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Deal sends opposition projects for study

OTTAWA

y officials worked all weekend to avoid a showdown in the House of Commons today with a deal that sends some of the opposition's main projects for the new minority government for further study by parliamentary committees.

The negotiations mean the Conservative Party's five-part amendment to the Throne Speech will likely pass this afternoon, giving the Liberals breathing room to govern until the budget. Officials said the negotiations between the four parties went smoothly, avoiding the game of "political chicken" that had marred a similar amendment to the Throne Speech from the Bloc Québécois two weeks ago.

The deal allows the Conservatives to say that the intent of their five amendments has been respected. The Liberals, meanwhile, can argue that they have bought time by ensuring that the main changes proposed by the Conservatives have been diluted or sent to parliamentary committees.

A Liberal defeat on the amendment would have sent Canadians back to the polls.

"The intent of all five points is still there, and we've negotiated a way to get it done that everybody can live with," Conservative House Leader John Reynolds said in an interview.

Speaking on CTV's Question Period, Liberal House Leader Tony Valeri said the negotiations clear the way for constructive work in the months ahead.

Conservative Leader Stephen Harper will address the Commons this morning to lay out the deal.

Sources said the agreement will call on parliamentary committees to study the proposed creation of an independent employment insurance commission to set premiums, and the establishment of an independent office to give regular advice on fiscal forecasts to the government.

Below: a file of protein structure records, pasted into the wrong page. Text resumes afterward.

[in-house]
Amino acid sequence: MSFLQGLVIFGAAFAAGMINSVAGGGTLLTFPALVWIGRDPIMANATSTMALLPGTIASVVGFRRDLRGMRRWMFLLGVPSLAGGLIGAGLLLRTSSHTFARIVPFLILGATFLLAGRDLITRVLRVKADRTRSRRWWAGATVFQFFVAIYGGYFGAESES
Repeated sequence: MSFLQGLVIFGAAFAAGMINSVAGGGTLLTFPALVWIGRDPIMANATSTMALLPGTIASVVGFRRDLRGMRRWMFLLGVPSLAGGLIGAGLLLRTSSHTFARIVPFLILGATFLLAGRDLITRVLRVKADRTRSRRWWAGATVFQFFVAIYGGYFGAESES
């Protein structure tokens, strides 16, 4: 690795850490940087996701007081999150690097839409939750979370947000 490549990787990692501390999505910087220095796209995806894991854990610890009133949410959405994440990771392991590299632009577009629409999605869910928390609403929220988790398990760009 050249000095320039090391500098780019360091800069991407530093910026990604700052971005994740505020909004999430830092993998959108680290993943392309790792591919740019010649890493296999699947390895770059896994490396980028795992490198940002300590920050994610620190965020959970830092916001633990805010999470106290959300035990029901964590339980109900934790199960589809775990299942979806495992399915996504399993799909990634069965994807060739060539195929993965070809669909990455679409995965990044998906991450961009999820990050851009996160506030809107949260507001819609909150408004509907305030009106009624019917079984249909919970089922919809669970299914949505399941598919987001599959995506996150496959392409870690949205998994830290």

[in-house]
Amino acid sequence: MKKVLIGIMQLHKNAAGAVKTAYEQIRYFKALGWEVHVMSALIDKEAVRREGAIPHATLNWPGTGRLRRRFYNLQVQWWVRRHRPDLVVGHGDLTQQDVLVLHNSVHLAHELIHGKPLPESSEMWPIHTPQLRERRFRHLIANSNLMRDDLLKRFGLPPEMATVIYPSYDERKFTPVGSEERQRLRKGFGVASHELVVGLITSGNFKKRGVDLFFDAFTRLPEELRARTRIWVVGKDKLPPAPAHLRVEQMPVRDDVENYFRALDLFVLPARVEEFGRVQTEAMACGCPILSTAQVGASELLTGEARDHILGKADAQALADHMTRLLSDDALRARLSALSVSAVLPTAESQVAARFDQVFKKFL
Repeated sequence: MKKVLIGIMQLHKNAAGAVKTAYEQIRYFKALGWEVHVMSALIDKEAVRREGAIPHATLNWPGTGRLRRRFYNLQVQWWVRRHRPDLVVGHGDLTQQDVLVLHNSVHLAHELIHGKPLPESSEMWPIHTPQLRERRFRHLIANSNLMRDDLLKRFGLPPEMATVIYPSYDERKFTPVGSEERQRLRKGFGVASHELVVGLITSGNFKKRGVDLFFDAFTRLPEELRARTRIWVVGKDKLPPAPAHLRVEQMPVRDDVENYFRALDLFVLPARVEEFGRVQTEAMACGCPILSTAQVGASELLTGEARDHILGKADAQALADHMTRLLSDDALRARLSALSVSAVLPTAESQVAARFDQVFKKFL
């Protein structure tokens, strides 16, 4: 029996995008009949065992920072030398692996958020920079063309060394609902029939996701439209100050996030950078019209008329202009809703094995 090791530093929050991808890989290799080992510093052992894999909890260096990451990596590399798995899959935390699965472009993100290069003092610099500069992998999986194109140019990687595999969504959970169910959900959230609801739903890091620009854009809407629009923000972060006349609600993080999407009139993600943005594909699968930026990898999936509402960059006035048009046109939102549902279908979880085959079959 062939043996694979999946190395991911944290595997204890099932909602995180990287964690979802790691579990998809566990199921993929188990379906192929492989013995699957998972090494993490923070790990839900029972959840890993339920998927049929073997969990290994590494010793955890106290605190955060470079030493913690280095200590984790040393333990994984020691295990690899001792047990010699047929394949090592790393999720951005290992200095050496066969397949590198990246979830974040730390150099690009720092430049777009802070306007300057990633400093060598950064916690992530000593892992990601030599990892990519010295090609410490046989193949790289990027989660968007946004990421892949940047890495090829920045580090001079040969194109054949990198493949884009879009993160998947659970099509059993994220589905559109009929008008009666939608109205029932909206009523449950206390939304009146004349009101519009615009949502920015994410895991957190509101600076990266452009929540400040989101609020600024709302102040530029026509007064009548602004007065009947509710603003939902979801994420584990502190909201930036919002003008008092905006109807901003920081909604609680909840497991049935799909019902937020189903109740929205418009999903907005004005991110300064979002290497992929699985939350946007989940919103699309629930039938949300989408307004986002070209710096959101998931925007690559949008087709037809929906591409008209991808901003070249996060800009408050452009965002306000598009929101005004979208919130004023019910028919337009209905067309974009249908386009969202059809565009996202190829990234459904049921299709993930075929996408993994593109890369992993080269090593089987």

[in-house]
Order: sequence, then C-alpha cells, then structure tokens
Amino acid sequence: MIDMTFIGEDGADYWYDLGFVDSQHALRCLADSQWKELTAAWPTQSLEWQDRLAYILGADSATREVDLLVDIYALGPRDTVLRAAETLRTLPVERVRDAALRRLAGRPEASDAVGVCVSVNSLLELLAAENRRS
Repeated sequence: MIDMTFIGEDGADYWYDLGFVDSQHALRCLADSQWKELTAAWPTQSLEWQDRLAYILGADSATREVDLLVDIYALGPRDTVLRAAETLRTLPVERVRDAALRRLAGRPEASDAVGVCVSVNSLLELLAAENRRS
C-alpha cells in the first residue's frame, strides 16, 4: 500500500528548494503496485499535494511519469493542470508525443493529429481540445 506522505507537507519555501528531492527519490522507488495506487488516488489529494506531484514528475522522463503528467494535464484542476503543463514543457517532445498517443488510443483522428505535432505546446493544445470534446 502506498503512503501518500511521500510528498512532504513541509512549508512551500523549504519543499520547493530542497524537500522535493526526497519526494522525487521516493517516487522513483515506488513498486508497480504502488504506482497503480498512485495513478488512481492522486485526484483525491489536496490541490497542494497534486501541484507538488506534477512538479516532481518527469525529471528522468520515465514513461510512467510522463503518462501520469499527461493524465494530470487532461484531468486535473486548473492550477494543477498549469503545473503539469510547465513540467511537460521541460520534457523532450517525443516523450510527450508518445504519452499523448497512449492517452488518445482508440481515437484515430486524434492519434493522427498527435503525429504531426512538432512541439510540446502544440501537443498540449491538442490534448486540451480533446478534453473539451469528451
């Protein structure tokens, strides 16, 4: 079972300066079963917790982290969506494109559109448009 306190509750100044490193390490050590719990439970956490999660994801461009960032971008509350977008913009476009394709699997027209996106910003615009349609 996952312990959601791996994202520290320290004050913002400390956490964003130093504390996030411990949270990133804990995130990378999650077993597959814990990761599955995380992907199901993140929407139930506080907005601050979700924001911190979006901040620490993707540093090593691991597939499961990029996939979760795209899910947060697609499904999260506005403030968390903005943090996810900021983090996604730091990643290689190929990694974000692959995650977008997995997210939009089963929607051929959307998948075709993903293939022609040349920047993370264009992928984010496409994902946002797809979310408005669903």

The proposed tax cuts for low-income Canadians will likely be studied as part of Parliament's prebudgetary consultation process, and the NDP's pet project -- a citizens assembly to review electoral reform -- remains largely in place.

In addition, the Commons will hold a non-binding vote on Canada's eventual participation in the U.S.-led anti-missile shield.

Mr. Reynolds said it is a victory for the opposition in the new minority government.

Two weeks ago, the Liberals got out of a showdown with the opposition when Prime Minister Paul Martin called Mr. Harper to work out a compromise on the proposed Bloc amendment to the Throne Speech.

Wording of the amendment, which called on Ottawa to respect the provinces' jurisdictions and alleviate fiscal pressures on them, was slightly changed just hours before the final vote in the Commons.

Mr. Reynolds said the Liberals had learned their lesson.

"[Mr. Martin] backed down, he blinked and said, 'Let's talk,' " Mr. Reynolds said of the discussions on the Bloc amendment.

"Ever since that moment, the government has realized they are a minority government. . . . Since that point, we've had good negotiations, great relations," Mr. Reynolds said.

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